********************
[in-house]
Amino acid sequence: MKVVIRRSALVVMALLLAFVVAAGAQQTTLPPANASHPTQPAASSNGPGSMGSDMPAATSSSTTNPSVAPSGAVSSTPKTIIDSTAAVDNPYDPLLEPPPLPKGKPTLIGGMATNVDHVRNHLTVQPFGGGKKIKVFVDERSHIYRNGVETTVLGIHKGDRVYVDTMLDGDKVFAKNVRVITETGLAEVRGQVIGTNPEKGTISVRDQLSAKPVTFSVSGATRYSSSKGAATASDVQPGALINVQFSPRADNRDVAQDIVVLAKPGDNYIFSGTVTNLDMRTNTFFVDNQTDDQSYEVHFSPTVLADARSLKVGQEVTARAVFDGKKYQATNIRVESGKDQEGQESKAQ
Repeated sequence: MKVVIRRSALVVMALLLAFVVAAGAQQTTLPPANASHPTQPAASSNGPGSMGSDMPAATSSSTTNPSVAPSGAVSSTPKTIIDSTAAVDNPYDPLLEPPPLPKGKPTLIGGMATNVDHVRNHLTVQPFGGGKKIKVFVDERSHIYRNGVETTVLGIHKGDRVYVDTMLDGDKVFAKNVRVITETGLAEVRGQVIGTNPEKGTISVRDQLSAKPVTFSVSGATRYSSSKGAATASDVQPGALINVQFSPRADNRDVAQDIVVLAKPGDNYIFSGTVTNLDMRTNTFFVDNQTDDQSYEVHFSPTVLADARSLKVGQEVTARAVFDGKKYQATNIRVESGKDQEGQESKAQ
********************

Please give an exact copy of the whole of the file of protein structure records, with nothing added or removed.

[in-house]
Amino acid sequence: MKVVIRRSALVVMALLLAFVVAAGAQQTTLPPANASHPTQPAASSNGPGSMGSDMPAATSSSTTNPSVAPSGAVSSTPKTIIDSTAAVDNPYDPLLEPPPLPKGKPTLIGGMATNVDHVRNHLTVQPFGGGKKIKVFVDERSHIYRNGVETTVLGIHKGDRVYVDTMLDGDKVFAKNVRVITETGLAEVRGQVIGTNPEKGTISVRDQLSAKPVTFSVSGATRYSSSKGAATASDVQPGALINVQFSPRADNRDVAQDIVVLAKPGDNYIFSGTVTNLDMRTNTFFVDNQTDDQSYEVHFSPTVLADARSLKVGQEVTARAVFDGKKYQATNIRVESGKDQEGQESKAQ
Repeated sequence: MKVVIRRSALVVMALLLAFVVAAGAQQTTLPPANASHPTQPAASSNGPGSMGSDMPAATSSSTTNPSVAPSGAVSSTPKTIIDSTAAVDNPYDPLLEPPPLPKGKPTLIGGMATNVDHVRNHLTVQPFGGGKKIKVFVDERSHIYRNGVETTVLGIHKGDRVYVDTMLDGDKVFAKNVRVITETGLAEVRGQVIGTNPEKGTISVRDQLSAKPVTFSVSGATRYSSSKGAATASDVQPGALINVQFSPRADNRDVAQDIVVLAKPGDNYIFSGTVTNLDMRTNTFFVDNQTDDQSYEVHFSPTVLADARSLKVGQEVTARAVFDGKKYQATNIRVESGKDQEGQESKAQ